We all know that hedge funds by nature are opportunistic as they are designed to pool people’s money to invest in a diverse range of assets. Because hedge funds are lightly regulated (and are not sold to retail investors), they typically buy riskier positions and they often employ the use of short selling and leverage.

Although it is difficult to evaluate hedge fund performance compared with other investments (because the risk/return characteristics are unique), I remain baffled as to why so many hedge fund managers cross into my sweet spot – REITs – trying to short a particular stock that is anything but distressed or even showing signs of weakness.

You can see why the $12 billion hedge fund Pershing Square took advantage of the falling value in General Growth Properties (NYSE:GGP) back in 2009. That was a wise bet for William Ackman (who runs Pershing Square) who has a history of investing in distressed real estate. But history has also shown that there is little opportunity for the short sellers who pursue high-quality blue chips.

For example, in 2009, Ackman waged a battle against Realty Income (O) on the thesis that the “monthly dividend company” had poor credit quality. Ackman argued that Realty Income was suffering from mispriced risk since the REIT was paying a dividend of around 7.5% while the private market cap rate values were closer to 10.5% – a 40% premium. Ackman was suggesting that Realty Income’s fundamentals could not support the dividend and that a cut was imminent. Boy was he wrong!

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Think about it like this, the outcome of a short sale is basically the opposite of a regular buy transaction, but the mechanics behind the short sale result in extremely volatile risks.

In fact, it’s somewhat like the law of gravity as the law of investing is inflation (instead of gravity) and that means that betting against the upward momentum is inherently risky. That means that when you bet against the momentum and you keep a short position for a long period of time, your odds get worse.

Also, when you short sell, you don’t enjoy the same infinite returns you get as a long buyer would. A short sale loses when the stock price rises and a stock is (theoretically, at least) not limited in how high it can go.

In other words, you can lose more than you initially invest, but the best you can earn is a 100% gain if a company goes out of business and the stock loses its entire value.

Finally, and the most concerning risk is leverage or margin trading. When short selling, you open a margin account, which allows you to borrow money from the brokerage firm using your investment as security. Just as when you go long on margin, it’s easy for losses to get out of hand because you must meet the minimum maintenance requirement of 25%. If your account slips below this, you’ll be subject to a margin call, and you’ll be forced to put in more cash or liquidate your position.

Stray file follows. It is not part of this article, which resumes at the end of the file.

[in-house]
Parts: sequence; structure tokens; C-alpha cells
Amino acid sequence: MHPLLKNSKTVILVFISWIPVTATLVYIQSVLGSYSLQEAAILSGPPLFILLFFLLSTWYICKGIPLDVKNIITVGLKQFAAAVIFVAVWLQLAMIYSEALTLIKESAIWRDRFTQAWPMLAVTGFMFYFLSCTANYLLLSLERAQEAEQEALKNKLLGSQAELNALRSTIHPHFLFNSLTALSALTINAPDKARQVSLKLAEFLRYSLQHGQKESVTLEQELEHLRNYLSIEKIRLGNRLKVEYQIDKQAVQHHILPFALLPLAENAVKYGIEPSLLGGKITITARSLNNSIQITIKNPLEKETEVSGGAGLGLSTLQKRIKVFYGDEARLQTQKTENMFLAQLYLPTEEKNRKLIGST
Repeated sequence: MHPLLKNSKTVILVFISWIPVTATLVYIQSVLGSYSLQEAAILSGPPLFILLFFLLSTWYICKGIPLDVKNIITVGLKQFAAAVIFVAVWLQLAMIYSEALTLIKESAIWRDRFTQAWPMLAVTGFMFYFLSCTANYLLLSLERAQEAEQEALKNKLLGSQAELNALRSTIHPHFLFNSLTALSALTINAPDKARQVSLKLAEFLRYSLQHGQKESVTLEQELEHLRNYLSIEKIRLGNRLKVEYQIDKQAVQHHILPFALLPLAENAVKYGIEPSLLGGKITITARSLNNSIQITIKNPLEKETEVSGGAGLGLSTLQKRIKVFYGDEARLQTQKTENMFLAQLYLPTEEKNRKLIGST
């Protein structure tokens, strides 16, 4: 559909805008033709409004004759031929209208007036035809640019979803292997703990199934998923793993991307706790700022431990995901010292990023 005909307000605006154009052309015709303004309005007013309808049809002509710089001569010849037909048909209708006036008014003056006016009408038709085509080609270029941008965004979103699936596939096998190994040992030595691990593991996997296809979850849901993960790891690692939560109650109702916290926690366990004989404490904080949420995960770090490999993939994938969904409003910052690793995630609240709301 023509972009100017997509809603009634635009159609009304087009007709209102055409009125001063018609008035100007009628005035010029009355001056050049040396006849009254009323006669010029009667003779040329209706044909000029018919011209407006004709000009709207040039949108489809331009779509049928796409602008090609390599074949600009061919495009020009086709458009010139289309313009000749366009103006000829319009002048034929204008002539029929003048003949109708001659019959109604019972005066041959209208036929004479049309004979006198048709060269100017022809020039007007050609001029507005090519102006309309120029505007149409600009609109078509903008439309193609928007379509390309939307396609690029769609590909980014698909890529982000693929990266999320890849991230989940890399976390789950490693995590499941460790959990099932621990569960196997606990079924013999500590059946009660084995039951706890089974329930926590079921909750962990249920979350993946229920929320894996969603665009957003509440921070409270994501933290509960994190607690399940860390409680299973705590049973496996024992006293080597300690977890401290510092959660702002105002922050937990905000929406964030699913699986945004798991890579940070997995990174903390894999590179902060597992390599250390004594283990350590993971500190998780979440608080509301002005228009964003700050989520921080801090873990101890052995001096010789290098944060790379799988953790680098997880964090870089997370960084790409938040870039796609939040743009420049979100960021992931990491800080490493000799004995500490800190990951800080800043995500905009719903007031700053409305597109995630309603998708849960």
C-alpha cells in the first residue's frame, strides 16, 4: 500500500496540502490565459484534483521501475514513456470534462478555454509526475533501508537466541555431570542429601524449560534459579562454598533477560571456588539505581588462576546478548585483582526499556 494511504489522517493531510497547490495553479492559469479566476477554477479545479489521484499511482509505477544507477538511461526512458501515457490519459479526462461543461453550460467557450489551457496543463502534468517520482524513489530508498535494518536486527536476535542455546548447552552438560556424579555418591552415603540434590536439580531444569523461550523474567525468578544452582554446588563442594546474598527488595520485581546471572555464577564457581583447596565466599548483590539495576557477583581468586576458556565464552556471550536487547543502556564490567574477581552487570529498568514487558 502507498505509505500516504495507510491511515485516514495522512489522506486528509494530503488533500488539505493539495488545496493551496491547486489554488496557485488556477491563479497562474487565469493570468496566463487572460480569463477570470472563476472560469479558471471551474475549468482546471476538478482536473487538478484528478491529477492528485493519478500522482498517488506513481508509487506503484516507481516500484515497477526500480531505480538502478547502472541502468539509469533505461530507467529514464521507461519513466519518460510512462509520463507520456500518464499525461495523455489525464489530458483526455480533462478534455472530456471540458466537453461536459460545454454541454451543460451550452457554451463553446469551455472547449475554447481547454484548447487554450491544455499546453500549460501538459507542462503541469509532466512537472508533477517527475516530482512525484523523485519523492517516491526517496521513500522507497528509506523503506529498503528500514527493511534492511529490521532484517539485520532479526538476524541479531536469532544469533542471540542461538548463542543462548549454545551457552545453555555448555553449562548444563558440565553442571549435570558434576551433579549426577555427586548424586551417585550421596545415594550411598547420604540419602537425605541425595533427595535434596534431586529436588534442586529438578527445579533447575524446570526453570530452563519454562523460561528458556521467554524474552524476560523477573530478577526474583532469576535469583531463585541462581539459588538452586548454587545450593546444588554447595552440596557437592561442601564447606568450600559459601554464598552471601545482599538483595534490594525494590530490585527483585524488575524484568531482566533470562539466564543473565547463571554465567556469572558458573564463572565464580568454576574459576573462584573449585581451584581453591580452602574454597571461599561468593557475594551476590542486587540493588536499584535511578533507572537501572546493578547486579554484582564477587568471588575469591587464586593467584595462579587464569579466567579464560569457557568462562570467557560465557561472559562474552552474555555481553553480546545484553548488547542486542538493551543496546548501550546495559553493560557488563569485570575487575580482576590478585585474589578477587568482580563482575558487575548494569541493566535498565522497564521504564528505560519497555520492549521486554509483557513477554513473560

For all of these reasons, I’m not willing to risk hard earning capital to short a REIT. Plain and simple, it’s just way too risky and I believe that by patiently taking advantage of the margin of safety, my portfolio will hold more winners than losers.

Regardless of my risk tolerance level, the short sellers haven’t stopped betting against REITs and when that feeding frenzy becomes a catalyst, the “squeeze” ensues (as more and more of the short investors buy shares to cover their positions, share prices skyrocket).

This Blue Chip Bet Paid Off Handsomely

In May 2013, Highfields Capital decided to short shares of Digital Realty (DLR) based on the premise that shares were too expensive and should be trading for around $20.00 per share. Jonathon Jacobson stated (at the 18th Ira Sohn Investment Conference last week) that “pricing is going lower, competition is increasing, and the company (Digital) is tapping into capital markets as aggressively as they can.”

At the time, Digital was trading at $65.50 per share with a total capitalization of around $14 billion.

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Highfields claimed at the time that Digital’s fundamentals were deteriorating and that the REIT was a commodity business with no barriers-to-entry. Simply put, Highfields was speculating that the stock would fall, without any true catalyst supporting the short, other than manipulating prices for personal gain.

Simply said, Highfields is shorting Digital because they think they know something others don’t know. They are plain and simple: speculators, obsessed with dangerously manipulating prices and driving down prices for their own personal gain. In an article, I offered my “back up the truck” commentary,

“ …it’s time to jump on this cloud. Digital has a most attractive valuation of 13.6x and I consider the fundamentals sound. Driven by growing world-wide demand and a very high-quality tenant base, Digital has evolved into a best-in-class global data center platform. Digital’s “first mover advantage” has allowed the REIT to build a commanding barrier-to-entry model in which its mere scale provides access to capital and strong expertise in the global cloud supply chain.”